I’ll full-on admit that I am a bit of a raging synth-pop addict lately, and at precisely the perfect time, a charming, doozy of a record came along to scratch the itch once more. I’m talking about Strange Pleasures, the second full-length album from Still Corners. Founded in London, England in 2007, Still Corners is a musical venture masterminded by multi-instrumentalist Greg Hughes and complimented with vocals by Tessa Murray. Together, the duo released their first LP, the pretty and sedate Creatures of an Hour, in 2011, on the ever legendary Sub Pop label.
What I noticed right away is that Strange Pleasures is a great deal more cohesive than Creatures. The songs are a lot punchier and showcase far more confident artists. While Murray’s vocals are still beautifully breathy, they are slightly bolder this time round, strongly resembling in places one of this writer’s favourite female vocalists, Starofash. The dreamy, reverb-soaked soundscapes constructed by Hughes play out like the eighties on valium, and are laced with tiny, subtle touches, sheets of ambient atmosphere, and some truly lovely hooks.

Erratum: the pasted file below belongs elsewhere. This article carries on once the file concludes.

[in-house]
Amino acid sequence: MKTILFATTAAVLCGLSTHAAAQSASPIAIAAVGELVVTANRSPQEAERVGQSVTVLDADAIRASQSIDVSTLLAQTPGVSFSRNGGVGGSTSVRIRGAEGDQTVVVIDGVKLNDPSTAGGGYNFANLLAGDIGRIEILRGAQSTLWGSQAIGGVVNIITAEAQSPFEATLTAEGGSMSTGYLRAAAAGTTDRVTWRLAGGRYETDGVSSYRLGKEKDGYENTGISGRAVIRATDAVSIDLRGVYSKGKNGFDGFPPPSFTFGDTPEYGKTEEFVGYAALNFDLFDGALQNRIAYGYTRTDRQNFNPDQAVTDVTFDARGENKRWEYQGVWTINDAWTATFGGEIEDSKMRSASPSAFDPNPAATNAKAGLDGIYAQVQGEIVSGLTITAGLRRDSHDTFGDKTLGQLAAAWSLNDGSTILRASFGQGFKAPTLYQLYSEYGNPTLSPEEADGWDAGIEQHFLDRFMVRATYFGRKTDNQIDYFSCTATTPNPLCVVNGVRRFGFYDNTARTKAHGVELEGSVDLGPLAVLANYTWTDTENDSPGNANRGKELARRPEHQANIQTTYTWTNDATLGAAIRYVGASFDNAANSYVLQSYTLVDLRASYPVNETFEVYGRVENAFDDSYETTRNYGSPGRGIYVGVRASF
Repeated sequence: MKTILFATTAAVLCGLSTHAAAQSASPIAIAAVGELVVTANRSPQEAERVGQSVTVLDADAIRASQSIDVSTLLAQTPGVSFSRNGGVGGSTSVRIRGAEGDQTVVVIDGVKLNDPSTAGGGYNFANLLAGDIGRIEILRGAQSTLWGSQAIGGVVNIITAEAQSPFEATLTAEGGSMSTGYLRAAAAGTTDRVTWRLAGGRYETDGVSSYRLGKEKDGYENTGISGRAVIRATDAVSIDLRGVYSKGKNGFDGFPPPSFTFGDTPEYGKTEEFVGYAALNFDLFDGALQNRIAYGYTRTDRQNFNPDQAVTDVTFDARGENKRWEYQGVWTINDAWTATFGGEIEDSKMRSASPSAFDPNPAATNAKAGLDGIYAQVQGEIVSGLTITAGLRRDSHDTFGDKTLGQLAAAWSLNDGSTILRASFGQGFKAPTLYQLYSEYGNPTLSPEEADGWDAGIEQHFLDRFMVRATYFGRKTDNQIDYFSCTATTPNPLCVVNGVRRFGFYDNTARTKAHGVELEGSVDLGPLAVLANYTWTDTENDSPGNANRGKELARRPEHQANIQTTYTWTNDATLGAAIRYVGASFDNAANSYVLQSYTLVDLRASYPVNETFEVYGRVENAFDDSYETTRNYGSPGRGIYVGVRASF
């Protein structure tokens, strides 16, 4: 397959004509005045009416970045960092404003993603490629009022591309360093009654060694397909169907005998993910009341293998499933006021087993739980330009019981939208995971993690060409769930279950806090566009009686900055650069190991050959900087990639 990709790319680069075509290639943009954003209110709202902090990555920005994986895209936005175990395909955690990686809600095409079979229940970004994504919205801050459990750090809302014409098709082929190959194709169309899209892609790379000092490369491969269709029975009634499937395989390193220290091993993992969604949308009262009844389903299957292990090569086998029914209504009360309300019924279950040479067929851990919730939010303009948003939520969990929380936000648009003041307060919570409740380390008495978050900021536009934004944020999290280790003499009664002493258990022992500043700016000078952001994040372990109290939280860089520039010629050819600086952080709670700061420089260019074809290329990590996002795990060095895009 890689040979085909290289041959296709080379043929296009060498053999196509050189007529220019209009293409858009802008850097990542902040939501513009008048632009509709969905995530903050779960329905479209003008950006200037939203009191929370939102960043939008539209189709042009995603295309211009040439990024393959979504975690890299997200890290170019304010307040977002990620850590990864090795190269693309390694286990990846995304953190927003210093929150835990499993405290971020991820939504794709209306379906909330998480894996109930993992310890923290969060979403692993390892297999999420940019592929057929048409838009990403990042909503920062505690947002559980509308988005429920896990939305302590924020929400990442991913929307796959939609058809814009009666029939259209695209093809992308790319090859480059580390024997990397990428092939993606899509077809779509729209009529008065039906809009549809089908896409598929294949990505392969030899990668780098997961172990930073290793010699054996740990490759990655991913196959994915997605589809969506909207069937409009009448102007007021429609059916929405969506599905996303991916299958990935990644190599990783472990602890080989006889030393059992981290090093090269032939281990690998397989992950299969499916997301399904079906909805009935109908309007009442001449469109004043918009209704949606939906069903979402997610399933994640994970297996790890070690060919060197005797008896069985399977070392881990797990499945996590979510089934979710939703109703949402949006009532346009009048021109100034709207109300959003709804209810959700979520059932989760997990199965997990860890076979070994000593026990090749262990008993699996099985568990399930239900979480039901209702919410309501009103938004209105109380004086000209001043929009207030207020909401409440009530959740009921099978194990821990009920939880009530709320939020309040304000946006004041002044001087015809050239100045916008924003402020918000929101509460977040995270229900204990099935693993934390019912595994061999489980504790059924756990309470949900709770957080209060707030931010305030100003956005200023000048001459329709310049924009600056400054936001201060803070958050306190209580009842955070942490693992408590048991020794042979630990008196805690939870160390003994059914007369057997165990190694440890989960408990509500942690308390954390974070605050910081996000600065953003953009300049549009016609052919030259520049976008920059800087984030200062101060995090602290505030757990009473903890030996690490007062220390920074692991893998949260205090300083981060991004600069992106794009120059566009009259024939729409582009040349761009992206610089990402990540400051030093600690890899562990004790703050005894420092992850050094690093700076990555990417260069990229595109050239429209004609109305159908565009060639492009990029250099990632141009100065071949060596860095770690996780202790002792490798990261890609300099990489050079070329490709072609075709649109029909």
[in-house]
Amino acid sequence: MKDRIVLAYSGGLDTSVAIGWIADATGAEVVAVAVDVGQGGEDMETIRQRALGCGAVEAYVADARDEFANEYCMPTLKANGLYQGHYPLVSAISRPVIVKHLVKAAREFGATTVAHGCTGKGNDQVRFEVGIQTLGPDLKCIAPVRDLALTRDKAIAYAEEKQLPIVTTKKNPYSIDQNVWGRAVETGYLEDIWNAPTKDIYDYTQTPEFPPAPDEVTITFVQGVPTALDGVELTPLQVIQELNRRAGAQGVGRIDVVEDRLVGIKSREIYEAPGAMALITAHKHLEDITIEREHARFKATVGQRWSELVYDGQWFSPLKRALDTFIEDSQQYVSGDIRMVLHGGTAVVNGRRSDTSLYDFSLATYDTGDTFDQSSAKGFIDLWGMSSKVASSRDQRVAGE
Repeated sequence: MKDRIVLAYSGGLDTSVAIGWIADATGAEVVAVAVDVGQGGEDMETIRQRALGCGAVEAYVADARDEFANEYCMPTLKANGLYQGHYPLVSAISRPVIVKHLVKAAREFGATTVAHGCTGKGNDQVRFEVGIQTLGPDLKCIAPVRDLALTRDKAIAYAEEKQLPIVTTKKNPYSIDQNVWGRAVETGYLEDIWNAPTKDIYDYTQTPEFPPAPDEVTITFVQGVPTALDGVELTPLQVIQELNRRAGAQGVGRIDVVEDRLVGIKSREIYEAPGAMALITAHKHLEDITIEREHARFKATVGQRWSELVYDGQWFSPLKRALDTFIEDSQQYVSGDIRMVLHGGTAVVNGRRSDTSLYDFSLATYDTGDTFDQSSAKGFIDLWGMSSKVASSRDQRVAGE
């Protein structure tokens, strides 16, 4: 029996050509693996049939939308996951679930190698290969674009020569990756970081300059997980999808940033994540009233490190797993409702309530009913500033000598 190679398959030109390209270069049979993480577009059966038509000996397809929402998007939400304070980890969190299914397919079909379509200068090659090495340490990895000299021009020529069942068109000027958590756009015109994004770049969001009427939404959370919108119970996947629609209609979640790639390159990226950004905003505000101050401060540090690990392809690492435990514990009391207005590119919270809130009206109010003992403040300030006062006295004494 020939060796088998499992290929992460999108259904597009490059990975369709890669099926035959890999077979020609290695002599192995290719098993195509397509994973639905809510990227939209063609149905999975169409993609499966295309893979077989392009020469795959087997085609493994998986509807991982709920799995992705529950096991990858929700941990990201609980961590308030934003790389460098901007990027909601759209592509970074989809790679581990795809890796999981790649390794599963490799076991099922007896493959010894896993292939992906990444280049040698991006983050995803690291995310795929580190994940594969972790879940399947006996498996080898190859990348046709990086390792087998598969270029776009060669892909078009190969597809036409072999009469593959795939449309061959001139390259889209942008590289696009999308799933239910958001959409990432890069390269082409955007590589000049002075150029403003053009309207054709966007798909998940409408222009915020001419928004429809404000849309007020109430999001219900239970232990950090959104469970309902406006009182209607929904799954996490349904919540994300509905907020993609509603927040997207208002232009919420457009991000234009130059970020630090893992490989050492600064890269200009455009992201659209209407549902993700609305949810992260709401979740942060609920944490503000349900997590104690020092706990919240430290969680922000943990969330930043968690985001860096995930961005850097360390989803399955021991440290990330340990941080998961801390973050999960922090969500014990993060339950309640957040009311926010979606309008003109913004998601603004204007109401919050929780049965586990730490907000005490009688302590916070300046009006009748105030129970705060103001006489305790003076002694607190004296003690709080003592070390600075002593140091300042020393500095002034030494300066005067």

While nothing on the record is really going to jump out and slap you in the face, which is sort of the point of a record like this, there are some truly remarkable songs on Strange Pleasures. Tessa Murray’s vocals shine quite spectacularly on “Beginning to Blue,” and the subtle keys on the same track are also incredible. “I Can’t Sleep” is a very unique blend of moving numbness, while the catchy “Fireflies” is the perfect lead single. “Berlin Lovers” harks back to the art pop of the late seventies, with a little bit of early Emily Haines thrown in for good measure.
The most ‘normal’ track on the record, oddly enough, is “Going Back to Strange.” It’s a lovely little piece, with acoustic guitar arpegios and ambient keyboard lifting the beautifully detached lead vocals up exceptionally. The thrillingly atmospheric “Midnight Drive” gives me goosebumps, while the intriguing album coda, the title track, cliffhangs with spectacular keyboard sounds.
For a fan, such as myself, of ambient music, art-pop, and synth-pop, Still Corners’ Strange Pleasures takes s0me of the most beautiful moments on record for most of those genres and pulls it all together, offering up one hell of an ultra-mellow beauty that should definitely be added to the collection of any admirer of audio art.
RYAN SMITH spends a great deal of his time under troll bridges shaking his fist and hollering obscenities at the mainstream, but occasionally finds himself on the side of a pop act that the underground has disowned. A schizoid fan for the 21st century? Although he has a diverse musical taste that runs the gamut from black metal to country to most forms of jazz, Ryan’s first love will always be progressive music.